Turtles are cool. I would recommend them as pets, provided that you realize what you are getting yourself into. While it may seem like they are simple to care for, they can get a bit involved. They don’t need too much space, so that is one plus, but they do need a tank at least about 4 feet by 2 - 3 feet.
Lighting is also a must. They will need at least one spotlight (heat), plus a fluorescing bulb that provides UVa and UVb rays. This is very important, because these wavelengths, like in humans, are used to produce vitamin D. You have to be very careful what exactly you get when buying a bulb. I would stick with fluorescent lights, rather than filament lights, as the filament lights don’t provide the full required spectrum (only UVa as petcat said). UVb is vitally important. You can use two separate bulbs for UVa and UVb, but I find it is easier to combine the two into one, and have a separate heat lamp. The floresencent bulbs last for ever, but need to be replaced every six months as their UV production drops off. Also, with the fluorescents, you can by bulbs with different levels of UV production, so you can tailor them to your turtles needs.
Food can also be tricky. A truly balanced diet consists of a protein source, and fresh veggies. When they are younger, they require more protein, and the older they get, the more veggies that they will eat. For protein, I would stick with live crickets, freshly shed mealworms, or feeder fish. All of these should be available at any good local pet store, and for cheap as well. With the insects, make sure to gut load them for 24 hours prior to feeding. This means, essentially lots of fresh food and calcium dust. Calcium dust can also be put on their veggies, and shaken on the outside of the insects prior to feeding. I would avoid canned dog and cat foods, as fresh protein sources are cheap, easily available, and generally healthier. I’m not saying that dog food will dramatically shorten their lives, or impact their health in any detrimentally fashion, but for my lizard, and the turtles that I cared for at the local museum, I prefer foods that are more “natural” as opposed to processed, much as I prefer “natural” foods rather than processed for myself. This point really is a judgment call, and for every six herp owners you talk to, you will get seven different answers.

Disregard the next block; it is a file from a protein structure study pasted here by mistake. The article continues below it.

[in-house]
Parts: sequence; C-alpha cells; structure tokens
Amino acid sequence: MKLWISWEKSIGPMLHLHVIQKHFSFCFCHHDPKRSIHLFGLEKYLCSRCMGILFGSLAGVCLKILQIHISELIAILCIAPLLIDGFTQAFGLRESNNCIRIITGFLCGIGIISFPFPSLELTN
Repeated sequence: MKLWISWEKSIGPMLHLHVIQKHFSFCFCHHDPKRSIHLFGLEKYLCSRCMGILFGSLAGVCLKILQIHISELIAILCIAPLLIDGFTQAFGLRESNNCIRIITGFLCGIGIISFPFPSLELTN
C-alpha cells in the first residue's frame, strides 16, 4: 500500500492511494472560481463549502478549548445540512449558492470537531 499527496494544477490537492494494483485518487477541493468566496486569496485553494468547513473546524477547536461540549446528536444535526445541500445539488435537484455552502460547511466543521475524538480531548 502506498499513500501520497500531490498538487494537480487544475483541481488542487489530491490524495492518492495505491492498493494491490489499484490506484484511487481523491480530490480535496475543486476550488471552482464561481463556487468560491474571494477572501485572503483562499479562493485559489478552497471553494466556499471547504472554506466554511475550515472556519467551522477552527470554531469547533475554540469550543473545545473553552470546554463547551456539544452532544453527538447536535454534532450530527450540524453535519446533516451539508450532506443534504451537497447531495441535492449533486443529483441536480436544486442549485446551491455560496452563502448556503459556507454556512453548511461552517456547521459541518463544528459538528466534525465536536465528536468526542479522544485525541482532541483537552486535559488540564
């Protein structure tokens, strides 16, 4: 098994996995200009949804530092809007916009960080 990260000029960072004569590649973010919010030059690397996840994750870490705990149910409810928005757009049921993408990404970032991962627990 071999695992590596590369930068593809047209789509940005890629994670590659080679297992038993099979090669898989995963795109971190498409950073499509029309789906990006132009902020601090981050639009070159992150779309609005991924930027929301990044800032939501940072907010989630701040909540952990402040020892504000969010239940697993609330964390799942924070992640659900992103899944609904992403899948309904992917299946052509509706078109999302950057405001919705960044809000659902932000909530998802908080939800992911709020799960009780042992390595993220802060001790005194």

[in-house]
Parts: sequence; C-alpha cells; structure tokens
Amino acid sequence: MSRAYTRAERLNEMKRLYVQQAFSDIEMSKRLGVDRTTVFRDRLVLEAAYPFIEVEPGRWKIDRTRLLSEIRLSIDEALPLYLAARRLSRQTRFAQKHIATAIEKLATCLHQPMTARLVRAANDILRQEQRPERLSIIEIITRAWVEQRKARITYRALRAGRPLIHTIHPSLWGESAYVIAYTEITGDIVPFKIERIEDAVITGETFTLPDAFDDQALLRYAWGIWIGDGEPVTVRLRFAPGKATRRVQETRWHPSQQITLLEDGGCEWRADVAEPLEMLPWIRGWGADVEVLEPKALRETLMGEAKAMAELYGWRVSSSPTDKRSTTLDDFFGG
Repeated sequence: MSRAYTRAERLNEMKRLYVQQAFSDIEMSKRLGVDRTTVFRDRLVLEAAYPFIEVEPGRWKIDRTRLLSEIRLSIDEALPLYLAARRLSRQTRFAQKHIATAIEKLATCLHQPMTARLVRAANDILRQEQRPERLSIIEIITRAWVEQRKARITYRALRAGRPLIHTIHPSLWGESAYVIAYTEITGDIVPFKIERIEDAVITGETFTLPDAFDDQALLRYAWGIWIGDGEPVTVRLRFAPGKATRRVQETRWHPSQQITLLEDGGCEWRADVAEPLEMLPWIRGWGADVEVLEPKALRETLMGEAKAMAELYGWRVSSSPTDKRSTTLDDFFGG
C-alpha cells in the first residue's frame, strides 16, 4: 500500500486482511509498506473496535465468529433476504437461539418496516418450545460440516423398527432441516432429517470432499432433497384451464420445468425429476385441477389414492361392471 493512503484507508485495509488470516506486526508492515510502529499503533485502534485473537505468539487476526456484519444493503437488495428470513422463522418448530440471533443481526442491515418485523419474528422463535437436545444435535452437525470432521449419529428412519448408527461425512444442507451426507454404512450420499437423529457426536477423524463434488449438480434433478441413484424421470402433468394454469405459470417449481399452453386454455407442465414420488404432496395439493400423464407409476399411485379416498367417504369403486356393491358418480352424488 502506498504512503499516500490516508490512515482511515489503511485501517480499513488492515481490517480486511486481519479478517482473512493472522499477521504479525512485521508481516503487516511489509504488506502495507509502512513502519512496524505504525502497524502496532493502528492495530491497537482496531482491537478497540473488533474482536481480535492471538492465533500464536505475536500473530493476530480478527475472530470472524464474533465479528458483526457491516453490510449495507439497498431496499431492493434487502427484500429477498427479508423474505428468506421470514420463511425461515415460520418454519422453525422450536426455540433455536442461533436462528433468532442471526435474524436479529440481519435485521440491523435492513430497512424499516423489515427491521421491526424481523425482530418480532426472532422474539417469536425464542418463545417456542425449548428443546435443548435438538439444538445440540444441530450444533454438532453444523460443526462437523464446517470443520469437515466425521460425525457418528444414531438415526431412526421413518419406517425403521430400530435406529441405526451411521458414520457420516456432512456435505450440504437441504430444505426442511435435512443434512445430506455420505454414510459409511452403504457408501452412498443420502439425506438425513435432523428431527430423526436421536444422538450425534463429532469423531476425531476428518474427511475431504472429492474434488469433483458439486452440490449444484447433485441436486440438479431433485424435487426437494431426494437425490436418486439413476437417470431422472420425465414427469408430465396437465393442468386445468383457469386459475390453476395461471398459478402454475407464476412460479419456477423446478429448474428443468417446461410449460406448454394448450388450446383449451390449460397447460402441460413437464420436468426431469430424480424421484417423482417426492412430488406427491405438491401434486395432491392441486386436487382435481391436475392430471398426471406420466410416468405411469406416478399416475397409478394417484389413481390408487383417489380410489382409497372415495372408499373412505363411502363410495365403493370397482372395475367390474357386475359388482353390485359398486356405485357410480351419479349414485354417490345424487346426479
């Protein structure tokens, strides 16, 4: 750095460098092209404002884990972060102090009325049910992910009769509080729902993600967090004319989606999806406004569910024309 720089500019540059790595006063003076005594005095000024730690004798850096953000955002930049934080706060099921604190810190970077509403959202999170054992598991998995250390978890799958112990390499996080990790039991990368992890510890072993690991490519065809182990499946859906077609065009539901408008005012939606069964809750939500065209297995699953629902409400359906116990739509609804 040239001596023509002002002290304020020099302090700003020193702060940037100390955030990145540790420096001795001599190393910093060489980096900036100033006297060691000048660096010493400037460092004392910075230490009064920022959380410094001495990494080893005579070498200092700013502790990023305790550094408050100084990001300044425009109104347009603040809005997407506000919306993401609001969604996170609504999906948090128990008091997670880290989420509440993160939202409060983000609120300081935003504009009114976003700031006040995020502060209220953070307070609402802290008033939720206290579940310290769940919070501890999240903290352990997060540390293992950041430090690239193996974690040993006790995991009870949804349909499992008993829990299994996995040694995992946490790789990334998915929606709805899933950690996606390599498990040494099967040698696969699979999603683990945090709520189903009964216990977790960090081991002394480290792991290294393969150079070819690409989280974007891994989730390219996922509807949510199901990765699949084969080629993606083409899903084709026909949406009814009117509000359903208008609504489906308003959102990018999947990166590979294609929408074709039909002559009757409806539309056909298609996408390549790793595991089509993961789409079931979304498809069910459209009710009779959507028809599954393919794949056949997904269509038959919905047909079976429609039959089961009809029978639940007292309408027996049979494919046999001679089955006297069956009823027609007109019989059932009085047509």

Hmmm, what else….
First, a caveat. For the record, I am not a vet, but I was in charge of animal care at my local museum for two years, plus I own several reptiles of my own. Also, since our local herp vet left, and has yet to be replaced, I have filled in as an emergency care expert for some local. So, while I feel that I have a pretty decent idea of what I have written about, do take it all with a grain of salt and do some research on your own as well. These links may provide some help with your decision:
http://www.anapsid.org is a superb site. Has information on everything about anything scaly and cold-blooded. Of particular interest to you is the bit on box turtles
For lighting info:
If you do get a turtle, this book is a must have.
Philippe De Vosjoli is the expert when it comes to retiles. His books are very well written, and contain very good information.
And, in closing, if you have any other questions, feel free to e-mail me.